Mark Walters of Armed American Radio Explains His Journey to Becoming an Advocate for the Second Amendment

Live from Music Row Friday morning on The Tennessee Star Report with Michael Patrick Leahy – broadcast on Nashville’s Talk Radio 98.3 and 1510 WLAC weekdays from 5:00 a.m. to 8:00 a.m. – official guest host Aaron Gulbransen welcomed Mark Walters creator of Armed American Radio and Armed American News to discuss his journey to becoming a writer and advocate for the Second Amendment, a talk show host, and news outlet owner.

Gulbransen: I want to go to our newsmaker line with Mark Walters of Armed American Radio. We are in dire straits with the Second Amendment in this country. It is under attack, and we need to talk about it as much as possible. Mark, how are you doing this morning?

Walters: I’m doing great. Good morning. Thanks for having me back, Aaron. I appreciate it.

Gulbransen: No problem. And we’re going to have you on for a while just so our audience knows, because last time I think our 12 minutes seemed like it was, two. By the way, before we get into obviously, I’m a marketer at heart, too.

I want to ask you this twice, but how can everybody find you? I want to maximize this so our audience can go check you out. What’s your Twitter, your website, and all that?

Walters: Yes, if you’re foolish enough to be on Twitter like I am, you can check me out at @Aarmark. And of course, you can reach me at any time at

And my news division site where we separate news from opinion on all things related to the Second Amendment stories that really matter

And that’s got you covered. You can watch the show then six days a week, you can listen live from that site. Everything there has got you covered for Armed American Radio.

Gulbransen: I don’t remember if I got to ask you this last time, but how did you become a Second Amendment advocate and enthusiast? Does your family have a Constitution on the nightstand? And did you grow up around firearms or how did that work?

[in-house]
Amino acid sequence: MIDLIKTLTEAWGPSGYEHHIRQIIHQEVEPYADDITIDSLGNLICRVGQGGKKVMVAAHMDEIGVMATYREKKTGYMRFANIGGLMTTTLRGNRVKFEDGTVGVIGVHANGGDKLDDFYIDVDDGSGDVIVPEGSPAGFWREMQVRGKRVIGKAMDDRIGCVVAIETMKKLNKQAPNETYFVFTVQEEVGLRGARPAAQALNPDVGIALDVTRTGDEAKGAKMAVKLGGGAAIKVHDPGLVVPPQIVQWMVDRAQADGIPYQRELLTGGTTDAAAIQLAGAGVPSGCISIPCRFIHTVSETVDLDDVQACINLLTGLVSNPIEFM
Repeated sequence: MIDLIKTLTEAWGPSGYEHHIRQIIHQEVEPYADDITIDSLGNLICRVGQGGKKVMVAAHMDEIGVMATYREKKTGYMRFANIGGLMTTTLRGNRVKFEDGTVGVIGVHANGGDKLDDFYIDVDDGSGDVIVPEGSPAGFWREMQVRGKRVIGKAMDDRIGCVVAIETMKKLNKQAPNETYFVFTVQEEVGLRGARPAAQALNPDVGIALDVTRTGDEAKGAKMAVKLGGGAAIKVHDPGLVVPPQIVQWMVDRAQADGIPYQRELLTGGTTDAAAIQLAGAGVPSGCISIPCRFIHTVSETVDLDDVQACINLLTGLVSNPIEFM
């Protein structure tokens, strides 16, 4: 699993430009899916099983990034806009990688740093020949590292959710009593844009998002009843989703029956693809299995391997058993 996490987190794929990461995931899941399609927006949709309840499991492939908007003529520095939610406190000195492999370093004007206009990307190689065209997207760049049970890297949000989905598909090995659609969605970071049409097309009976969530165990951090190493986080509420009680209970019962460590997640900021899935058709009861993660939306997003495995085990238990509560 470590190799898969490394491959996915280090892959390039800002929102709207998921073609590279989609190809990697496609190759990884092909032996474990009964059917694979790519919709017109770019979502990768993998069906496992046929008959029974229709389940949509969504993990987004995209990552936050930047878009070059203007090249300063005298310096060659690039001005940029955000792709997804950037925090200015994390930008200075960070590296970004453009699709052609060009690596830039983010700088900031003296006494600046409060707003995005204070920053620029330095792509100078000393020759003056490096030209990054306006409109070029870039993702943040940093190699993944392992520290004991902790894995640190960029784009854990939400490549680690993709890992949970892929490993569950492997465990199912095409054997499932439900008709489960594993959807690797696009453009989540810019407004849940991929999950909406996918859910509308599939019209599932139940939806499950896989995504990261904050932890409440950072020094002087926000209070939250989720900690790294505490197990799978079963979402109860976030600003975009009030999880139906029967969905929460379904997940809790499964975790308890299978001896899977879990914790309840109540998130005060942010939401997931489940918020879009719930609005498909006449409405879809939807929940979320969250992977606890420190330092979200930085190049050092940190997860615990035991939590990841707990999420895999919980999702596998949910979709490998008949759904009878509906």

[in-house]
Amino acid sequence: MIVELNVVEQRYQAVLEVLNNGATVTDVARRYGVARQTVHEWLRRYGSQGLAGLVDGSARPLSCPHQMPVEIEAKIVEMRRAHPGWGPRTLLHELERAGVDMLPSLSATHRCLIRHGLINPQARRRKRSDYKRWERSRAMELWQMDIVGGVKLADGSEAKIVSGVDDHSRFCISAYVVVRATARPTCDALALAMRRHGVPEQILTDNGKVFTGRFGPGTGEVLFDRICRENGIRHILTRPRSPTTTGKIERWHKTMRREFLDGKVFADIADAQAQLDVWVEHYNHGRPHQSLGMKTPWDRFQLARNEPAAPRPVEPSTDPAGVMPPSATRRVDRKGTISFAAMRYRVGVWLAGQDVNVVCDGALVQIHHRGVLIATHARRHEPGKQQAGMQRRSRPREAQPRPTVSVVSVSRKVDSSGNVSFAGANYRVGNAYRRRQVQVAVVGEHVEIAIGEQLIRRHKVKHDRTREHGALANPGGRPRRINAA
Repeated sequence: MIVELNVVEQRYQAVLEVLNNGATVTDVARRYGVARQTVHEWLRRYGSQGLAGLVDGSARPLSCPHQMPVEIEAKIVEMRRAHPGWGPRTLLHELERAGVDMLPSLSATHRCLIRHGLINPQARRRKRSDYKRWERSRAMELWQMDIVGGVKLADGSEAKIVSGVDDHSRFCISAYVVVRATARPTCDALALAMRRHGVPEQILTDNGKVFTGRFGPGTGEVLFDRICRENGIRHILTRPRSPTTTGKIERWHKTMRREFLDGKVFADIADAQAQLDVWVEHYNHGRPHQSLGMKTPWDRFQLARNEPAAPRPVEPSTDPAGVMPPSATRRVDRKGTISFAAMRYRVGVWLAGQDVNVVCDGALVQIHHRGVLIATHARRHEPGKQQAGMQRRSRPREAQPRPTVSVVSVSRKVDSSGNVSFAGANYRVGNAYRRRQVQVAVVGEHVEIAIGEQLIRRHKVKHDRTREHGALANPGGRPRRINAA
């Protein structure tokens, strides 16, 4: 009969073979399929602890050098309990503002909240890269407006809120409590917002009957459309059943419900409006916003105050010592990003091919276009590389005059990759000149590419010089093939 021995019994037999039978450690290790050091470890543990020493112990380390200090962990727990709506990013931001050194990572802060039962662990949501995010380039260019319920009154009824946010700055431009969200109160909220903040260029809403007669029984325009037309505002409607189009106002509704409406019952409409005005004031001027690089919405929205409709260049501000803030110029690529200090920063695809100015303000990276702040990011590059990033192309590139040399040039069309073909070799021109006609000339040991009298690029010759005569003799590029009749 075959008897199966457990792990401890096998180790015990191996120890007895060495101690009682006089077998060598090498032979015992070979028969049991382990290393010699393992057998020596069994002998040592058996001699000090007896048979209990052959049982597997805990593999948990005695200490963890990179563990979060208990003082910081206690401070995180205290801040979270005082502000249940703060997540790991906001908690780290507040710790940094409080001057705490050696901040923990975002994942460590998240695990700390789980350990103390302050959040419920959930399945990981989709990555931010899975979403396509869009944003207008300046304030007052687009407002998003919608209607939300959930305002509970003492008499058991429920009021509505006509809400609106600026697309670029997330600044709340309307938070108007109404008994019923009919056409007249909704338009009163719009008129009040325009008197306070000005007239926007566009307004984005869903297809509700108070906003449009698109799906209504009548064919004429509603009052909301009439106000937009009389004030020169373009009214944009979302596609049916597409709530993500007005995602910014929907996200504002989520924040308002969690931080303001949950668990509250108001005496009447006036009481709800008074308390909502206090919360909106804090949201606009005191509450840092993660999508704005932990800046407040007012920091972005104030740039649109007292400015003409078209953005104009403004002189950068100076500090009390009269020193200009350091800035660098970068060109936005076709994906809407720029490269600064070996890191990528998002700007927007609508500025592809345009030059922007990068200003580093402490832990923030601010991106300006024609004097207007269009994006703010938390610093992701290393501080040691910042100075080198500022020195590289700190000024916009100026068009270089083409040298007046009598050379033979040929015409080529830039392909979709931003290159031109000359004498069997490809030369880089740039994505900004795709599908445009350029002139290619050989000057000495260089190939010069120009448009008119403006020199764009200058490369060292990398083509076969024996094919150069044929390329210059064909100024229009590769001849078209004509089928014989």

Walters: Yes, I’m just a redneck at heart. I grew up learning how to grill on a Webber kettle. I couldn’t tell you how to start a gas grill to this day.

I’ve got a cookbook out written that’s my favorite work that I’ve done, and that’s called Grilling While Armed, where I have 20 of my favorite recipes paired up with a great fire. Liberals pair food with wine. No, not this kid.

We pair up a good barbecue with a great sidearm to wear on your hip while you’re smoking up the neighborhood. And I grew up shooting from the time I was about 10 years old, but it was in 2002 when I was down in Florida.

I was living in Florida at the time. My daughter was just two weeks old and I was on my way to work. I owned a truckload brokerage firm that was fledgling and growing rapidly and like most entrepreneurs, I was up before the crack of dawn.

And I was heading to work about 6:20 a.m. in the morning when a pair of attempted carjackers decided to make me their target after they couldn’t get into the car off of my front left bumper and they turned their attention toward me.

And luckily that day I was carrying a Glock 36, a compact 45 caliber when I saw this. What was unfolding in the blink of an eye at a traffic light I unsheathed my firearm and used it to point it at the two individuals that began moving towards my direction.

And I never had to pull the trigger. And it was from that point forward that I wrote a column for a magazine about that event. I began writing and I think I was with that magazine for about 14 years.

My writings appeared in other locations. And that naturally turned to the radio in 2009. And Armed American Radio was just a 1-hour show heard inside the perimeter.